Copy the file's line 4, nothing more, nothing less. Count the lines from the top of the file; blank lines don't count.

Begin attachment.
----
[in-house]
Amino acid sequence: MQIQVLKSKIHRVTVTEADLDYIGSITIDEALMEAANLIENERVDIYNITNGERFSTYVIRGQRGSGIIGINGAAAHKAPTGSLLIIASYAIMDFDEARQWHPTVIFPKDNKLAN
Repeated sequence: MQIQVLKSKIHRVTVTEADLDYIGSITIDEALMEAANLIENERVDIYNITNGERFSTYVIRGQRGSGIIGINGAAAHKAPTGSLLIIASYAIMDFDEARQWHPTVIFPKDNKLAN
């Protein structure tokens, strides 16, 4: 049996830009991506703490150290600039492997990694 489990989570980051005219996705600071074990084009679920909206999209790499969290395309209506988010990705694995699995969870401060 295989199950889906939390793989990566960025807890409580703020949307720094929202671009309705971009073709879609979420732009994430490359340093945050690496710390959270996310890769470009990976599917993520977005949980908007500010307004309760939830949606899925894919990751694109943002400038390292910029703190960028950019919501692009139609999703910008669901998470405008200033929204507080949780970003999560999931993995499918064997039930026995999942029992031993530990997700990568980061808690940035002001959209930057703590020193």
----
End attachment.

């Protein structure tokens, strides 16, 4: 049996830009991506703490150290600039492997990694 489990989570980051005219996705600071074990084009679920909206999209790499969290395309209506988010990705694995699995969870401060 295989199950889906939390793989990566960025807890409580703020949307720094929202671009309705971009073709879609979420732009994430490359340093945050690496710390959270996310890769470009990976599917993520977005949980908007500010307004309760939830949606899925894919990751694109943002400038390292910029703190960028950019919501692009139609999703910008669901998470405008200033929204507080949780970003999560999931993995499918064997039930026995999942029992031993530990997700990568980061808690940035002001959209930057703590020193």